HeroesCon 2014 is proud to display the first published comic strip art from Bill Watterson in nearly twenty years! Watterson completed his inimitable Calvin and Hobbes strip in 1995, and has since remained largely private in his life and art. If you happened to read Stephan Pastis‘ popular Pearls Before Swine strip this week, you may have noticed that Pastis employed a guest artist, billed as a second grade girl named Libby, to help him with three strips. Astute readers speculated about the true identity of the guest artist, and today the Washington Post revealed it to be none other than the legendary Bill Watterson! Pastis tells the whole story on his blog.
In conjunction with Chris Sparks and Team Cul de Sac, we are happy to be bringing all three Watterson and Pastis strips to Charlotte to display at HeroesCon, June 20 through 22 at the Charlotte Convention Center. The art will be displayed on the convention floor all weekend, at our Drink and Draw event on Friday night, and at Saturday night’s Art Auction. We’ll also be hosting a panel on Friday, June 20 where fans will get to hear the story of how this remarkable art was produced, how it came to be featured in Charlotte, and the part that Cul de Sac cartoonist Richard Thompson plays in all of it.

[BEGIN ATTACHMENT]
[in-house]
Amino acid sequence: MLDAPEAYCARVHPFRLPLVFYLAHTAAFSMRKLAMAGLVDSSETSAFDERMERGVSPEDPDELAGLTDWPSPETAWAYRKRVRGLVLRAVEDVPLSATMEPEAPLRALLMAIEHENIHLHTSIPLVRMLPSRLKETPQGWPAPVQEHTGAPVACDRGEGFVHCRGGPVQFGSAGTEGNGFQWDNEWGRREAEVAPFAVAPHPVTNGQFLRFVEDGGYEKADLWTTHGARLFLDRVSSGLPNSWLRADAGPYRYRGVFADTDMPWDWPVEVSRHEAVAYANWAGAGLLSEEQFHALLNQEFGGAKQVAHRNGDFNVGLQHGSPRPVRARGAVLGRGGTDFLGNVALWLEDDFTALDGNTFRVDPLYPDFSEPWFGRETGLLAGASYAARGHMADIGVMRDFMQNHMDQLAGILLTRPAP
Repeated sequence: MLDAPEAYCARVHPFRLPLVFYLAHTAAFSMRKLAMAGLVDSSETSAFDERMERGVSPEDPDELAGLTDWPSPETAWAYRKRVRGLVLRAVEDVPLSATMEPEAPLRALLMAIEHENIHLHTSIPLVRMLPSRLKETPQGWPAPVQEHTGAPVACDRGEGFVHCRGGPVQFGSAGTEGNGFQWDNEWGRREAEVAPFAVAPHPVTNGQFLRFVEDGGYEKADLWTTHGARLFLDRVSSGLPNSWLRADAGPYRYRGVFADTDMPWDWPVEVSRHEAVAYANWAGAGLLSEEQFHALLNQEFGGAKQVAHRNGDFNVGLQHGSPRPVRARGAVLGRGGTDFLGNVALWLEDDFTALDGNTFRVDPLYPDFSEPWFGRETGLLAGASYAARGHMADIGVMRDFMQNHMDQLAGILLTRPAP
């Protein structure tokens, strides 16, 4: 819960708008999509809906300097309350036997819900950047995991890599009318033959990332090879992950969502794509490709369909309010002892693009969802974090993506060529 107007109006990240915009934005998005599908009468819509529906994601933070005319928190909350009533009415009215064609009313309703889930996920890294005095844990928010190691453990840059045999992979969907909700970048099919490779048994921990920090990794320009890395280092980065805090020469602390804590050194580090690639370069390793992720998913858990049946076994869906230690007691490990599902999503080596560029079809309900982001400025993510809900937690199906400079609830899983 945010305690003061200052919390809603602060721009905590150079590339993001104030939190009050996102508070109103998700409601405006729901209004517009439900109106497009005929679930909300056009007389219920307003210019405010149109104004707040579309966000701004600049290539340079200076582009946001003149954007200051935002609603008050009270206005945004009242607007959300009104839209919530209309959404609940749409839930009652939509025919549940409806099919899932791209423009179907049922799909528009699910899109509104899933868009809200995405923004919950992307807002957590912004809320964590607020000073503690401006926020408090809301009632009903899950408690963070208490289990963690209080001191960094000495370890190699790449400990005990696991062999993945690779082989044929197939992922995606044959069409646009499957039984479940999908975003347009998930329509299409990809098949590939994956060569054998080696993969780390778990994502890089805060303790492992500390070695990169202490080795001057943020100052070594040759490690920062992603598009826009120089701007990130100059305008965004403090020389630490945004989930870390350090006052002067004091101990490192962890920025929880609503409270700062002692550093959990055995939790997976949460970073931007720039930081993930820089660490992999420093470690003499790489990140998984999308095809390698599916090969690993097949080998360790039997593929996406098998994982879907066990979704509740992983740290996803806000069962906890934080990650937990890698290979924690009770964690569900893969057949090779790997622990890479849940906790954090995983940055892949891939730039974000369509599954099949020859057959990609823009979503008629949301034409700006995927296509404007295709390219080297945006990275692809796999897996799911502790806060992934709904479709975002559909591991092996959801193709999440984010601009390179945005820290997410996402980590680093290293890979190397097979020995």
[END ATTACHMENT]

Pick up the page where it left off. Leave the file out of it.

The three strips produced by Watterson and Pastis will be auctioned off in the coming months, with all proceeds from the sale going to the Michael J. Fox Foundation for Parkinson’s Research. This charity works closely with our good friends at Team Cul de Sac, for whom we host our annual HeroesCon Drink and Draw charity event. More specifics regarding the auction of these pieces will be available at HeroesCon, here on our site and at Team Cul de Sac‘s page in the coming weeks.
HeroesCon is the only place anyone will be able to see the rare Watterson and Pastis original art in person before they are auctioned off. This is truly a once in a lifetime opportunity for comic and art fans across the country, and we are humbled and honored to be bringing it to Charlotte.